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North Seymour Island, A Charming Seabird Colony in Galapagos

Located next to Baltra Island (Galapagos, Ecuador), the uninhabited island North Seymour is named after a British Navy Admiral, Lord Hugh Seymour. The island is known for having a large number of populations of magnificent frigatebirds and growing population of the Galapagos land iguanas. A must visit Island when you are in Galapagos.

Magnificent frigatebird, North Seymour Island

The land iguana on the Island is actually not a native to the Island. They were moved by a scientists group from Baltra Island to the North Seymour Island to save the species after their declining population.
North Seymour

Land Iguana, North Seymour Island

We walked through the trails on the North Seymour Island, passing several many nesting and breeding pairs of frigate birds. The babies and young frigatebirds looked so adorable. The Island’s landscape, to be honest, is rather depressing but charming at the same time. It has a dry landing, dusty with bushy colorful vegetation. It was really hot when we walked around the island. I was impressed how the birds and animals on the island have survived all these times with such dry climate. I could not see any source for fresh waters, and that made me feel uneasy to think how these animals live without fresh water but surrounded by the sea.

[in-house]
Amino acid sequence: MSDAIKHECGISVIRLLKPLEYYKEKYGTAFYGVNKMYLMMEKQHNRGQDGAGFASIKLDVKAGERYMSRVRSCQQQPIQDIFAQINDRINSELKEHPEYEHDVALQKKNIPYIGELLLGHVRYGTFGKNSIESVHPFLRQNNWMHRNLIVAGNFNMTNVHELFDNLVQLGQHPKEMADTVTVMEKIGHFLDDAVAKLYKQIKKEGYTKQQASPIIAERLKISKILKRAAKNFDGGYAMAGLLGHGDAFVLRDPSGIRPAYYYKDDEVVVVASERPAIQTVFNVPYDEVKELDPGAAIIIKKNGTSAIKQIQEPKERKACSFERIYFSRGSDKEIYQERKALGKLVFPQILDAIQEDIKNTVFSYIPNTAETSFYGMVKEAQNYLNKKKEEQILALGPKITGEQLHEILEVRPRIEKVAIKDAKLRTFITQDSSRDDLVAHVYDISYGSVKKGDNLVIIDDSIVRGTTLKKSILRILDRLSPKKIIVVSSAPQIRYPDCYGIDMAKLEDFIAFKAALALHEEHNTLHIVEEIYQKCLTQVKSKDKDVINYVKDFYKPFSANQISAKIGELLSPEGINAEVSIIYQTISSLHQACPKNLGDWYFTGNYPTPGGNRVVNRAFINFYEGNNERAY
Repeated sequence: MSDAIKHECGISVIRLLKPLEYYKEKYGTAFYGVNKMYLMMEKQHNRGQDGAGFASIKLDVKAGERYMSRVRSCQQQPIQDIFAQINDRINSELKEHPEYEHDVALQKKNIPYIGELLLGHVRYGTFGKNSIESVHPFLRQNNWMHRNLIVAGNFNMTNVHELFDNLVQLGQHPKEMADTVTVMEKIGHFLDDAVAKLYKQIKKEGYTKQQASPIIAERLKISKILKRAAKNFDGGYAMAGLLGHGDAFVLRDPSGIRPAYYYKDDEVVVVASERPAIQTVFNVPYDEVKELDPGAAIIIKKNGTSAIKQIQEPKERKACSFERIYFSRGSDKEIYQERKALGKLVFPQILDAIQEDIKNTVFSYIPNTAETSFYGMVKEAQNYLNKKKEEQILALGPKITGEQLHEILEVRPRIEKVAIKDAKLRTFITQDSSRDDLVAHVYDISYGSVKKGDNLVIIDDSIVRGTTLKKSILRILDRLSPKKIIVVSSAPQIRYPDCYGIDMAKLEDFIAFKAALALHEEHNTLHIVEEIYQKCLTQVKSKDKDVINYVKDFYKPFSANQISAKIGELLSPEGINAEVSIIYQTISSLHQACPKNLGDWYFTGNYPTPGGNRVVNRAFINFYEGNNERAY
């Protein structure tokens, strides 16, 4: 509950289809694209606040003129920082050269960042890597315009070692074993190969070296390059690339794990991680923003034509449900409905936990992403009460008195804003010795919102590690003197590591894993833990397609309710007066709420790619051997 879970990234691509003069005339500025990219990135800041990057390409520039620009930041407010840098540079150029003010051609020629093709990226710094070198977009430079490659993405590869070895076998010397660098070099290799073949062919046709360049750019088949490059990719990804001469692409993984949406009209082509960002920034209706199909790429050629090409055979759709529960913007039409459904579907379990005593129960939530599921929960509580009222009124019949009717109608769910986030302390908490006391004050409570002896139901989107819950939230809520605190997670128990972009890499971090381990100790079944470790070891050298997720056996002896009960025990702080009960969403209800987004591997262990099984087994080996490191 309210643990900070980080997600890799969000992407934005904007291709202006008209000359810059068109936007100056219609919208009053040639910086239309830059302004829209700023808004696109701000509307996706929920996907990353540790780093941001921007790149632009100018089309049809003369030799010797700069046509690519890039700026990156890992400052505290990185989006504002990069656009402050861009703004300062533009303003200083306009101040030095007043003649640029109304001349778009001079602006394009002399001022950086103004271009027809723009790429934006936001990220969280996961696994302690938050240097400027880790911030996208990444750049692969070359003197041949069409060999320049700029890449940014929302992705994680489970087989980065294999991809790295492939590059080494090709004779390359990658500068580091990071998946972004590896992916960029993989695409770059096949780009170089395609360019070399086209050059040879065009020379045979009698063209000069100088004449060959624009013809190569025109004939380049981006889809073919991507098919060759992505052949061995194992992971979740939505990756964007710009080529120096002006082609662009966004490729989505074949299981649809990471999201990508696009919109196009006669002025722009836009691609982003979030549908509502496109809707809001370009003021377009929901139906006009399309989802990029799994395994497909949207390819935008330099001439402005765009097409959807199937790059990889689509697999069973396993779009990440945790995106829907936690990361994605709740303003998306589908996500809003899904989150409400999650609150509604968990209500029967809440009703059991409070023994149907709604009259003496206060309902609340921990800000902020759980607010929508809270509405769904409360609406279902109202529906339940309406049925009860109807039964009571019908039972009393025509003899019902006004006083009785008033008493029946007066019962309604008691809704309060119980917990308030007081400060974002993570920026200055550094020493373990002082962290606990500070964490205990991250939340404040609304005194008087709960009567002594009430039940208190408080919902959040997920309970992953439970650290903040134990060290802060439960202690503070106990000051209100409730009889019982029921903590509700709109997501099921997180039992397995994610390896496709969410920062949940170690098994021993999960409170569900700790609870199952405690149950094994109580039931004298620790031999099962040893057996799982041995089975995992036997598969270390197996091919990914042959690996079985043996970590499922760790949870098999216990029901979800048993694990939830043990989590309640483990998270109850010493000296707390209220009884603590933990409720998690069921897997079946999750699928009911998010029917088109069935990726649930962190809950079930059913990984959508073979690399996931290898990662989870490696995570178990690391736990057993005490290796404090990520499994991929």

By the end of the trail, we saw a strip of rocky beach with the sea lions and pelicans. Looks like they did not mind us at all. We were asked by the guide for not leaving the trail track though, so we observe them from the distance.
Visiting the island will give you an idea the uninhabited island in Galapagos looked like. As in North Seymour, we also found the skeletons of the dead animals. Life and death, a series of moments of the islands’ residents, can be seen on the island easily.
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